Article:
When one opens up a box of IKEA furniture—say, a coffee table—they’ll quickly find a small booklet containing two key pieces of information: a list of all the parts contained inside the box, and instructions on how to assemble the table. Without this document, would-be assemblers would be lost without much of an idea of what goes where, and how, and why. In the product development lifecycle, the bill of materials (BOM) serves much the same function: a document that teaches manufacturing operations how to actually create the product the design team has dreamed up. In starting product development, companies need to not only create a BOM, but also be aware of some crucial questions.
What should we include in the BOM? Here’s one place the BOM differs from IKEA instructions: the BOM needs to contain a whole lot more than quantities and little pictures of various parts. It’s important to include quantities, part numbers (to an intelligent or non-intelligent numbering scheme), descriptions, part names, the BOM level, how it will be procured, additional relevant notes, and more. Different products require BOMs with different items—for example, electronics will require references to how circuit boards fit on the bigger product, plus firmware information. As long as it isn’t difficult to manage, it’s likely better to include more information in the BOM than less—manufacturing won’t suffer if they know too much, only too little.
How much detail is needed in the BOM? This is less about the complexity of detail, but rather what kinds of details should be included in the BOM. This depends on who will be touching the BOM or trying to read it later on. IKEA spends a lot of time and money ensuring their instructions are foolproof for almost any would-be assembler, and while companies don’t need to make their BOM comprehensible for anyone, they should ensure it offers all the context necessary to build the product, particularly if the design and manufacturing teams don’t actually ever sit down in the same room to collaborate on the handoff. These details often include CAD work, or documentation about how assembly should happen.
Are consumables part of the BOM? Companies need to determine whether or not they want to include something like glue or Loctite, which is to be used to assemble the product, in the BOM. Some think this would fill up the BOM with excess material that manufacturing should be able to figure out nonetheless, but that mindset creates potential risk. If something isn’t in the BOM, manufacturing just might not include it, which would lead to a faulty product. That said, if design and manufacturing collaborate regularly, this might be an issue that’s solved elsewhere.
How does the BOM deal with change? The BOM is not something that’s created once and never touched again—it’s subject to enormous change throughout the product development lifecycle. Companies need to come up with established processes for dealing with change, whether that’s a supplier who can’t deliver the requested part, or an engineer who has noticed that a material used breaks compliance with certain key regulations. If the company works with contract manufacturers, this becomes doubly important, because while it’s one thing to catch a problem internally, once a poorly-managed BOM has been received by a third party, the risk for error is high.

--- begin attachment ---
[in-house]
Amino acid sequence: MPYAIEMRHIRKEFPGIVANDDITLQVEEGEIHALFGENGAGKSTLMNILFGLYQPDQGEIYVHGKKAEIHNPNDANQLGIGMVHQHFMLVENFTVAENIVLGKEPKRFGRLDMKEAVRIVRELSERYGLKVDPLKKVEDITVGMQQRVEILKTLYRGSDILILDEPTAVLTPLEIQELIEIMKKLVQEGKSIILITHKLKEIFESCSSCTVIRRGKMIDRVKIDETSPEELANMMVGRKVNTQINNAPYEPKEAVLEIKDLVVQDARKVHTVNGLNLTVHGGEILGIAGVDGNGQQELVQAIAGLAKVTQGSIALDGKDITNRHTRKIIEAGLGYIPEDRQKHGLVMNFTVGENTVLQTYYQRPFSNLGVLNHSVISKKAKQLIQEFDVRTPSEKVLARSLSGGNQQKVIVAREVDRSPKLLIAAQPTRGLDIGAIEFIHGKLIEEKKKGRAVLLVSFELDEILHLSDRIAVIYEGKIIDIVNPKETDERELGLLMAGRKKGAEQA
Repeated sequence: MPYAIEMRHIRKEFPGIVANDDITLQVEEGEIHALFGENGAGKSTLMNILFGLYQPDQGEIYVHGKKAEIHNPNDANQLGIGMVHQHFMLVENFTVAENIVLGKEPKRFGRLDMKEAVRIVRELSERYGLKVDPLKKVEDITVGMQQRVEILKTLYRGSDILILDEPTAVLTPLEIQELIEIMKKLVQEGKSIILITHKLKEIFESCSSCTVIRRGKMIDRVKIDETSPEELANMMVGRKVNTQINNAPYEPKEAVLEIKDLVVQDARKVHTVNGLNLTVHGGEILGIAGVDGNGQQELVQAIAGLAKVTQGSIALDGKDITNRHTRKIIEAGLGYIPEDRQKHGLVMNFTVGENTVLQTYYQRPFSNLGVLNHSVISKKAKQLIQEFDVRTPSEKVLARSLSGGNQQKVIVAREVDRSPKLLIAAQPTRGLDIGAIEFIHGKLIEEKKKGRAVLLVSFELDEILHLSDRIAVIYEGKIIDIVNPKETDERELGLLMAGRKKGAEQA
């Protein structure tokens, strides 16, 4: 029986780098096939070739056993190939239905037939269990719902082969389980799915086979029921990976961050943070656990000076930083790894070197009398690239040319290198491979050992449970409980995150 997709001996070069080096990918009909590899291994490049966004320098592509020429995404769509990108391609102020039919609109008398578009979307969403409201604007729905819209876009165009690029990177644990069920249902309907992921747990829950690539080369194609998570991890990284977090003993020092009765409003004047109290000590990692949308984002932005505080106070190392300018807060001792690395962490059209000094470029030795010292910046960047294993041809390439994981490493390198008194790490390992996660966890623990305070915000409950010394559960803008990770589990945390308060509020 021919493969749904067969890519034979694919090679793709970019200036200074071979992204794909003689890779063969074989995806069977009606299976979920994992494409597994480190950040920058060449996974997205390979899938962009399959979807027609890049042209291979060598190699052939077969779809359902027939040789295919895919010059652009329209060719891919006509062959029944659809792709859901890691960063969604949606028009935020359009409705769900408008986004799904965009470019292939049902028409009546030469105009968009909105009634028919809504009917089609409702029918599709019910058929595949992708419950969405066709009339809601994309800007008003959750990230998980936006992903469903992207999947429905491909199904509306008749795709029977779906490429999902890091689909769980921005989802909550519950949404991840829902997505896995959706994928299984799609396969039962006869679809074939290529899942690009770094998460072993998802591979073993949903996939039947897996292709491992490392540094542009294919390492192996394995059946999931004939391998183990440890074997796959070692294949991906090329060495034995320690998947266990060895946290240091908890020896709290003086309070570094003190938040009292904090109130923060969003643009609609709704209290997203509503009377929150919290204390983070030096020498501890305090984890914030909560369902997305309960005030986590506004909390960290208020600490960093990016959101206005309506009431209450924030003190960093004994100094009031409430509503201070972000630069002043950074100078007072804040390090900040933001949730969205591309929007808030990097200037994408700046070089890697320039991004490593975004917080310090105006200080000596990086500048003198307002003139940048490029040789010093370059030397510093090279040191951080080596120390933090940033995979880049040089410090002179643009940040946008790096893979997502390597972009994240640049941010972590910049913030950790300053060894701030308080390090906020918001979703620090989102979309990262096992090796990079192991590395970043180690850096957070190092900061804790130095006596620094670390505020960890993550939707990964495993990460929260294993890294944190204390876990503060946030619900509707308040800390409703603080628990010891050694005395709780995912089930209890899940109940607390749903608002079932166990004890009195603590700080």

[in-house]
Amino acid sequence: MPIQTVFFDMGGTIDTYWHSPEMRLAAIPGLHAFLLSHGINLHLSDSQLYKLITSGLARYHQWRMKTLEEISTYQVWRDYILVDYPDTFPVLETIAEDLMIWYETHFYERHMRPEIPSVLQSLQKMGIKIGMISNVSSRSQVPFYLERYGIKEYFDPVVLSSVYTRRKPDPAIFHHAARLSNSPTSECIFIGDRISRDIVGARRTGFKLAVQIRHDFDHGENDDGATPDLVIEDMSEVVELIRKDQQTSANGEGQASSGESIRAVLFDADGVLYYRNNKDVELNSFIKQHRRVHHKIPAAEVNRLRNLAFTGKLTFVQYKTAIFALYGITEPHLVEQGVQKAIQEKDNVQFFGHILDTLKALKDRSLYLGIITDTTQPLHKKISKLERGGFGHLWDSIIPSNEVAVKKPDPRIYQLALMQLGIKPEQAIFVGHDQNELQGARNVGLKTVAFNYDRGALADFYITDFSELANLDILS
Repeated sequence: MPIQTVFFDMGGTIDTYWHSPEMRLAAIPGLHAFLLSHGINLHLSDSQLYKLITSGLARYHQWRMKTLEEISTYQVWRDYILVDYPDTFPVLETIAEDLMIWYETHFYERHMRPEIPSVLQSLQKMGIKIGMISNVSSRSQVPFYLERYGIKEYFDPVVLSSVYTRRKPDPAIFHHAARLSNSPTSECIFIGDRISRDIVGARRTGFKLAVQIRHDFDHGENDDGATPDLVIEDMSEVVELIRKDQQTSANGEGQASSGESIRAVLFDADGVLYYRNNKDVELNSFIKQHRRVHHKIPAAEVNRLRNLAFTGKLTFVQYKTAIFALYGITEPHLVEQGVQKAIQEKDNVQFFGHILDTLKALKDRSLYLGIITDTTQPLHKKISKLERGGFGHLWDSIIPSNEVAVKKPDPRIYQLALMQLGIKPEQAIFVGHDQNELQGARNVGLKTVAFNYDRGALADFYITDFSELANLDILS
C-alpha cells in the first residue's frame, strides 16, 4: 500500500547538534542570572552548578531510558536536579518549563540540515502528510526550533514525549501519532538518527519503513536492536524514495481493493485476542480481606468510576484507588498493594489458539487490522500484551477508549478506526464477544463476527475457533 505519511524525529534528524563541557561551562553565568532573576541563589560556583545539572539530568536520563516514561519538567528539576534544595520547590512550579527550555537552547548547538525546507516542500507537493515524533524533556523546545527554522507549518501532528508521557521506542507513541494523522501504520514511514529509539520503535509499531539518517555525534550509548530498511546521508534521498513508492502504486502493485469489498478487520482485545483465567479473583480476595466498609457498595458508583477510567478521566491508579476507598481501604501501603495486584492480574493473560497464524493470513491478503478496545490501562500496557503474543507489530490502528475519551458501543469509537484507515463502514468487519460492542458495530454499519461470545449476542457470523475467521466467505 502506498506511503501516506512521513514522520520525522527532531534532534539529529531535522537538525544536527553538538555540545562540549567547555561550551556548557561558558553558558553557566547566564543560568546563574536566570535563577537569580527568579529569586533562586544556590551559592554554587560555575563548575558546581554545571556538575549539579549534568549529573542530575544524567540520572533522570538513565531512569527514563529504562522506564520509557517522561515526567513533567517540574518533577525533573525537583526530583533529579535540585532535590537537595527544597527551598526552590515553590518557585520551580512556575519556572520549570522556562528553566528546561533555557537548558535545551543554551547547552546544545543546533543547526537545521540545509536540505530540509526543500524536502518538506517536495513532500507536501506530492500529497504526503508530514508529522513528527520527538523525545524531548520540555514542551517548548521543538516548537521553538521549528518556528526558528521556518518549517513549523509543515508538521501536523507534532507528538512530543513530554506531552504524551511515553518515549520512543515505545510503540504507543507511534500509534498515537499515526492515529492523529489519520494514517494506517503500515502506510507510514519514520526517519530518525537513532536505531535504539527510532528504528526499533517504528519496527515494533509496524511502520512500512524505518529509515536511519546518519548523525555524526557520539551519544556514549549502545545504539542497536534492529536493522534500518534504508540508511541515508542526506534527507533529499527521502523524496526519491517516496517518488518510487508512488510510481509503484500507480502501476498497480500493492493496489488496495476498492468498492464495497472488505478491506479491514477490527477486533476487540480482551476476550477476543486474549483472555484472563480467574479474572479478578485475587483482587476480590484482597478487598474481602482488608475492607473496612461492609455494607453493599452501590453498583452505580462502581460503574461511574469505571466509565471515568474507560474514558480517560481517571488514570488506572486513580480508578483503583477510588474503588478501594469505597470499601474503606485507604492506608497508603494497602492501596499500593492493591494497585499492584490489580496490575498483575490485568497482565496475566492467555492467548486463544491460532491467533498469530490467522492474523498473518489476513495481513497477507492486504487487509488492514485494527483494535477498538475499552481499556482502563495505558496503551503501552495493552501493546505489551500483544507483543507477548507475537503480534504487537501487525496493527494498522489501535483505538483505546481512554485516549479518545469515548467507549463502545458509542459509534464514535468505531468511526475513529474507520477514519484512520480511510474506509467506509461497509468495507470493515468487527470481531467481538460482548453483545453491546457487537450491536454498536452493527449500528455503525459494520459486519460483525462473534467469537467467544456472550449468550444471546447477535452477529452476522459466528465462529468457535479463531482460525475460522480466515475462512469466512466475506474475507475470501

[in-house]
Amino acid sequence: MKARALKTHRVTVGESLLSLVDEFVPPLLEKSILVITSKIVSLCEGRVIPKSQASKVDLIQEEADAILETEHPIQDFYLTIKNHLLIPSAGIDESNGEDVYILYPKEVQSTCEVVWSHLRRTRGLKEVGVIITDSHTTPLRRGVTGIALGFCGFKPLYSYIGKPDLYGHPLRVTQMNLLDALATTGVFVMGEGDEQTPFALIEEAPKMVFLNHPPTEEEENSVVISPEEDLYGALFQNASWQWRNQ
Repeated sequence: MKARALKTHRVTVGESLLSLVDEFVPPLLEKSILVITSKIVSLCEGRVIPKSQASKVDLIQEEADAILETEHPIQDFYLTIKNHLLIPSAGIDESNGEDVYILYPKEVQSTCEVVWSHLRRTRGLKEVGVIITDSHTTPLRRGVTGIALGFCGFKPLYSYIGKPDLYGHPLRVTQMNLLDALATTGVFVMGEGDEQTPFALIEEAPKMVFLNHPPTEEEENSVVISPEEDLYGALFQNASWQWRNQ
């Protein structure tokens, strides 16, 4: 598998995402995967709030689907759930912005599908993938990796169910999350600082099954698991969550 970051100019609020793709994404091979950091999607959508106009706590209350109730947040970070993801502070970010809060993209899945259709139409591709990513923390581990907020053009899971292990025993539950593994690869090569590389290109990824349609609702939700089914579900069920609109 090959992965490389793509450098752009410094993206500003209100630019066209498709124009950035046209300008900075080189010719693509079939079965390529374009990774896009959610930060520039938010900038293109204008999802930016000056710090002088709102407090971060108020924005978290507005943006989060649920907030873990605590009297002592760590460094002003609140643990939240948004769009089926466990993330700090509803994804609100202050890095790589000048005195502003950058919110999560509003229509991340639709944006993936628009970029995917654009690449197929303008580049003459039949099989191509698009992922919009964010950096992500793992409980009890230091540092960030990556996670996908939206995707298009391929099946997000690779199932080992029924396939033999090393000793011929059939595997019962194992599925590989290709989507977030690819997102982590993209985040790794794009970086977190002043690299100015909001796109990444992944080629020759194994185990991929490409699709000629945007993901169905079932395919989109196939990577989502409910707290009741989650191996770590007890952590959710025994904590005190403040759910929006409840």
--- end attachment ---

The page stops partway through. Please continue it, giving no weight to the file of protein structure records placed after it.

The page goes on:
What is our BOM management strategy (and software)? This question takes the previous one further, and deals with the core of the product development lifecycle. Will the company use a homegrown solution of paper and data entry specialists? Will they use an Excel sheet on a networked drive? Will they use a product lifecycle management (PLM) solution that offers features like engineering change order management and complex BOM hierarchies? Every company has different needs, but the BOM needs only to be carefully managed, regardless of its complexity.
Will the BOM be flat or hierarchical? Sometimes, companies like to manage the BOM so that parts within a certain assembly are grouped together under their parent, which creates a hierarchical BOM. This can make certain management tasks easier, but adds to the overall complexity, particularly if a company is using Excel for their BOM management strategy. A flat BOM, where everything is given the same priority, might be good for electrical engineers and for simpler management, but it doesn’t allow for complex relationships between products and makes working with contract manufacturers slightly more complex.
Even with detailed instructions, many of us share in the experience of accidentally assembling a bookshelf incorrectly, or finishing assembly and having a few too many extra small parts. It’s not difficult to imagine how complex the process would become without the instructions, which IKEA has spent a great deal of time and money developing. A manufacturer should consider their BOM much the same way—if they can’t answer the above questions as they’re creating the BOM, the plant floor team is going to struggle. And when it’s a matter of producing a whole run of the product, an accident in assembly is going to be much, much more than an inconvenience.
- Tyler Beck, Technical Marketing